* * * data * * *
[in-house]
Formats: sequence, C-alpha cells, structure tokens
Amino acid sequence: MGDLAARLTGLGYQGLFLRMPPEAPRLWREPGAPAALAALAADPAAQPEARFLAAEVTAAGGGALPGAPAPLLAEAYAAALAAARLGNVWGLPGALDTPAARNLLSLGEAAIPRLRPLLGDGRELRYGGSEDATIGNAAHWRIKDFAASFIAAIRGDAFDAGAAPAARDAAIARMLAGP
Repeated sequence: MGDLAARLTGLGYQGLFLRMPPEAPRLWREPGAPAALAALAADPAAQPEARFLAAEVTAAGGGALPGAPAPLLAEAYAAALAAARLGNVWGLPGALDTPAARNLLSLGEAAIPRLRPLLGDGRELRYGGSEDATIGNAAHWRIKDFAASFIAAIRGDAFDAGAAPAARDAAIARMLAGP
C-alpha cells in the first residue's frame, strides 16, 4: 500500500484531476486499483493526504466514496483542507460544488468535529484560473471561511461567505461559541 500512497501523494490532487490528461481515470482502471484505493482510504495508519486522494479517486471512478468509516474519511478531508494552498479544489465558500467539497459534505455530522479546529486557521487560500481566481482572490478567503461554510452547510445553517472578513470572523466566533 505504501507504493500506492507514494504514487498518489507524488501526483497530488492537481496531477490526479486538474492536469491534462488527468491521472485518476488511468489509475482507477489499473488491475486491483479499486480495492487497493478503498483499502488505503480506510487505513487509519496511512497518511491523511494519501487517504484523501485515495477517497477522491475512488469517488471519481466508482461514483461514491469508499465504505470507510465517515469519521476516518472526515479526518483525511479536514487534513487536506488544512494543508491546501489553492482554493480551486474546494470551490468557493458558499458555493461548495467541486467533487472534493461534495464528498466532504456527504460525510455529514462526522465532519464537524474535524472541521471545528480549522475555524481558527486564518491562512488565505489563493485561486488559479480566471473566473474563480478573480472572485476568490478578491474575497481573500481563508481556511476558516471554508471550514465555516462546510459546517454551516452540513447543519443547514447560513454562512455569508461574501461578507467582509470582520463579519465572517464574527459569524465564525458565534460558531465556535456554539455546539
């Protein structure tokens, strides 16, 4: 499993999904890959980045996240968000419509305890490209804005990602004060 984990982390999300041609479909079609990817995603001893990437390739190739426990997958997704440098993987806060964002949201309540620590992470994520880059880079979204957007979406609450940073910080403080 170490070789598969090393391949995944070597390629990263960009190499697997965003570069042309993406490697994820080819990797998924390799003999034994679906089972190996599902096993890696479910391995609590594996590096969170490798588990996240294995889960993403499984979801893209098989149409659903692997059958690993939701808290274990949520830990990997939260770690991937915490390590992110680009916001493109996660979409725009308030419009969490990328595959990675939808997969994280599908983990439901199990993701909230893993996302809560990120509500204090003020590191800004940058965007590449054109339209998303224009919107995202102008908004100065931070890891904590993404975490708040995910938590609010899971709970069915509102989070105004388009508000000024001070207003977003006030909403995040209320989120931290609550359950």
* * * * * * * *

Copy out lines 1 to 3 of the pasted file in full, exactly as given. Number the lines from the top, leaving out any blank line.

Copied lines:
[in-house]
Formats: sequence, C-alpha cells, structure tokens
Amino acid sequence: MGDLAARLTGLGYQGLFLRMPPEAPRLWREPGAPAALAALAADPAAQPEARFLAAEVTAAGGGALPGAPAPLLAEAYAAALAAARLGNVWGLPGALDTPAARNLLSLGEAAIPRLRPLLGDGRELRYGGSEDATIGNAAHWRIKDFAASFIAAIRGDAFDAGAAPAARDAAIARMLAGP